by Cristina Trecha, Director of the San Diego Science Project at UC San Diego
1. Ask teachers to PLAY and BUILD
Invite teachers into your indoor and outdoor spaces to explore, as learners.
Teachers build with found materials at the outdoor learning space of EarthLab in Southeastern San Diego. After building they reflected on their experience to prepare for their students' participation in the activity the next week.
2. Work BACKWARDS!
Don't "ALIGN" your existing curriculum to the NGSS, work from your own exhibits and resources to create new experiences for teachers and kids.
Provide teachers with opportunities to make sense of the phenomena at the heart of Disciplinary Core Ideas by engaging in the Scientific & Engineering practices using the language of the Crosscutting Concepts.
Middle school teachers engage in open exploration of the exhibit floor at the Reuben H. Fleet Science Center after spending the morning reading about and discussing the Crosscutting Concepts of NGSS. They then used the language of the Crosscutting Concepts to make sense of different phenomena on the floor. The final task was to post online using the language of the Crosscutting Concepts and share ideas with each other.
3. Step up to the plate
Bring in teacher professional developers to lead collaborative discussions between local science teachers and your staff to develop shared language to talk about "doing" and "learning" science.
Science centers are in a position to define what engineering could look in the classroom. Invite your teachers to meet the exhibit engineers and find out how they approach designing exhibits.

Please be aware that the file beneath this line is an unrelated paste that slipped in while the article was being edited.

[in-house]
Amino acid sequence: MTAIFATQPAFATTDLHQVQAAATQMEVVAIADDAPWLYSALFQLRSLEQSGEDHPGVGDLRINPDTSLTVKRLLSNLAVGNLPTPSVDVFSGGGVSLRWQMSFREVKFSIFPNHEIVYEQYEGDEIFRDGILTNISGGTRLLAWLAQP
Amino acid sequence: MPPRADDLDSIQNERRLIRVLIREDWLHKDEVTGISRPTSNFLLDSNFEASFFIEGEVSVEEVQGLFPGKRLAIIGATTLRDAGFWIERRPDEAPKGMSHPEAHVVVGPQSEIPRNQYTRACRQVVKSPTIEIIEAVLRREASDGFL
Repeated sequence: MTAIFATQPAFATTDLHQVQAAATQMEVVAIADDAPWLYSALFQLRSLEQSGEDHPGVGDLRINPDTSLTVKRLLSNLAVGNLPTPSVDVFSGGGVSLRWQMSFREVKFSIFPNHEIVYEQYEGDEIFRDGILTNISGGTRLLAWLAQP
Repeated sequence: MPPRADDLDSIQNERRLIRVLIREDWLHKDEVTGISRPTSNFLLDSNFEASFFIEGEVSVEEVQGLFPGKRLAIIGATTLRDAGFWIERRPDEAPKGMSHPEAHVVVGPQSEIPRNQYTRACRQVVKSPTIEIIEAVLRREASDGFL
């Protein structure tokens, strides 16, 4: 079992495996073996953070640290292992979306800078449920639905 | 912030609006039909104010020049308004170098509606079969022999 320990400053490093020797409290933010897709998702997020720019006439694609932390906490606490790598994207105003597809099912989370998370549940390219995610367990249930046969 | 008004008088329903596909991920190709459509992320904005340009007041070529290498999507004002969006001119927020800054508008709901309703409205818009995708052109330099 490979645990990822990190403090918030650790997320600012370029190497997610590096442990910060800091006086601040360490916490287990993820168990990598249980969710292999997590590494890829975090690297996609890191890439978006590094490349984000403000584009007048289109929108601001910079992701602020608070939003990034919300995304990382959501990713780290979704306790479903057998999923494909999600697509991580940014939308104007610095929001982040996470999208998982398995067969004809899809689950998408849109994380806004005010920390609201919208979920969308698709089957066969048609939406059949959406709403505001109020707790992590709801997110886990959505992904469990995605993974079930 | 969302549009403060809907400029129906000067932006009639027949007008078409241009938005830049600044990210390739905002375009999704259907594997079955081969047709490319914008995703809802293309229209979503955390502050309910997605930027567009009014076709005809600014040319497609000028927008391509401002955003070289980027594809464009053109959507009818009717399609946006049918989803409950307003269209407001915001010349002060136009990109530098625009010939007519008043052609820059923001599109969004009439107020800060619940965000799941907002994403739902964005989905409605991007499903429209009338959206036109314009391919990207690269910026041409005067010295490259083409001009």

Natural History Museums are in a position to showcase the nature and process of science. Invite teachers behind the scenes to talk to researchers in collections or libraries.
Margi Dykens at the San Diego Natural History Museum showcases four hundred years of botanical illustration from the museum's special collections as part of the Arts Integration into Math and Science series of the Fleet Inquiry Institute for teacher professional development. The teachers then explored 100 years of specimens in the botanical collections before heading out to a botanical garden to study the structure and function of flowers by engaging in a scientific illustration course.
5. Establish your institution as THE local resource for teacher learning about NGSS
How do teachers currently perceive your institution?
How can you work with your marketing and exhibits department to use the language of NGSS in all public communication?
How can the NGSS inform your plans for professional and social events for teachers?
What do teachers want and need as learners in an era of new science standards?
You'll only find out if you take the time to ask!
Fifth grade teachers explore a skulls exhibit to compare and contrast the structure and function of systems and the stability and change of adaptations across the animal kingdom through time.